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|Title: ||Mean Field Study Of Point Defects In B2-NiAl|
|Authors: ||Gururajan, M P|
|Advisors: ||Abinandanan, T A|
|Submitted Date: ||Feb-2000|
|Publisher: ||Indian Institute of Science|
|Abstract: ||Point defects control many properties of technological importance in intermetallic compounds such as atomic diffusion, creep, hardness, mechanical properties and sintering. Farther, since intermetallic compounds are characterized by long range atomic order, the point defects in these compounds can be qualitatively different from those in pure metals and disordered alloys. In the present study, we have chosen β-NiAl for our point defect studies since it is a potential candidate for high temperature applications and a model system for the study of basic phenomena in ordered alloys.
We have used a mean field formulation for studying point defect concentrations. The outline of the formulation is as follows: We divide the rigid, body centred cubic lattice into two interpenetrating cubic sublattices called α and j3 which are made up of the cube corners and body centres respectively. We write a generic free energy function (G) that involves the temperature T and the six sublattice occupancies viz., the A (Ni), B (Al) and vacancies (V) on the two sublattices α andβ.
We use the constraints on the number of α and β sublattice sites viz., the number of α sublattice sites is equal to the number of β sublattice sites, to write G as a function of four of the six sublattice occupancies and T. We define three auxiliary parameters η1, η2 and η3 which correspond to the vacancy concentration, the differential B species population on the two sublatices (the chemical or atomic order), and the differential vacancy population on the two sublattices, respectively. We then rewrite G as a function of T, xB and ηi.
The G can now be minimized with respect to the three auxiliary variables so that we recover the free energy (G) as a function of XB and T only.
The formulation requires as inputs the Ni-Ni, Al-Al, Ni-Al, Ni-V and Al-V interaction energies in the nn and nnn shells. We have obtained the Ni-Ni, Al-Al and Ni-Al interaction energies from the effective pair potentials reported in the literature. For the Ni-V and Al-V interaction energies we have used a bond breaking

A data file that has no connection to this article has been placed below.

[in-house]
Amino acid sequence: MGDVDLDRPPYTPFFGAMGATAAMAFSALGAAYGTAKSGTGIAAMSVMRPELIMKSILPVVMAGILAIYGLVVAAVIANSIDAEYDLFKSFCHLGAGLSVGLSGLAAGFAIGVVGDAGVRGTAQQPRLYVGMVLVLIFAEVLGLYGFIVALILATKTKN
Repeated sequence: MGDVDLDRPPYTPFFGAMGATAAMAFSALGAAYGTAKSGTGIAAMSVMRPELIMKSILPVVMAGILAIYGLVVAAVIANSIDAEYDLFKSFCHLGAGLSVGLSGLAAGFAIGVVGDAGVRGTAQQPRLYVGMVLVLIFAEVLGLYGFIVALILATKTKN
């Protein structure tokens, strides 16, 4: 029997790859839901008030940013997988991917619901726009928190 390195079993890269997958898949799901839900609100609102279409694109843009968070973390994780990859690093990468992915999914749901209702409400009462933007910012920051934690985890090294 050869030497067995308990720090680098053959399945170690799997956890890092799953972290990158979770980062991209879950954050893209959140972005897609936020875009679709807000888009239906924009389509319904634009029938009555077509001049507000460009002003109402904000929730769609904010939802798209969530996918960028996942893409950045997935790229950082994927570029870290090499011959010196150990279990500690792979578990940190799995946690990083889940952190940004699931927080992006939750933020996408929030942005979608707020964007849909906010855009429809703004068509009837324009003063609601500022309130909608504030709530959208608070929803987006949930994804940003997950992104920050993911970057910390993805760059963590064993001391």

model in which we have assumed that the Ni-V and Al-V interaction energies in the nnn shell to be zero.
Using the above interaction parameters in our mean field formulation we have determined the concentrations of various types of point defects in β-NiAL We have specifically chosen the temperature range of 800 - 2000 K and the composition range of 45 - 55 atomic% Al. Our results can be summarised as follows:
1.The predominant defect in the stoichiometric alloy is a combination of an Ni-antisite defect and two vacancies on the Ni sublattice.
2.The Al-rich alloys of composition (50 + ∆) atomic% contain 2∆% vacancies;since the alloys are almost perfectly ordered, these vacancies predominantly occupy the Ni sublattice. Similarly, the Ni-rich alloys of composition (50 — ∆)atomic% contain ∆% Ni antisites.
3.Both the vacancies on the Ni sublattice (in Al-rich alloys) and Ni-antisites (in Ni-rich alloys) show negligible temperature dependence, and hence owe their origin to the off-stoichiometry.
4.In all the alloys, the Al-antisites have the lowest concentration (of the order 10-6 even at 2000 K) and the concentration of the vacancies on the β sublattice is the next lowest.
Thus, our results support the view that β-NiAl is a triple defect B2 and, if we consider constitutional vacancies as those which have a little or no temperature dependence, there exist constitutional vacancies in Al-rich β-NiAl. This conclusion is in agreement with some of the experimental results. However, it must be pointed out that there is considerable disagreement among experimental results from different groups.|
|Appears in Collections:||Materials Engineering (formely known as Metallurgy) (materials)|
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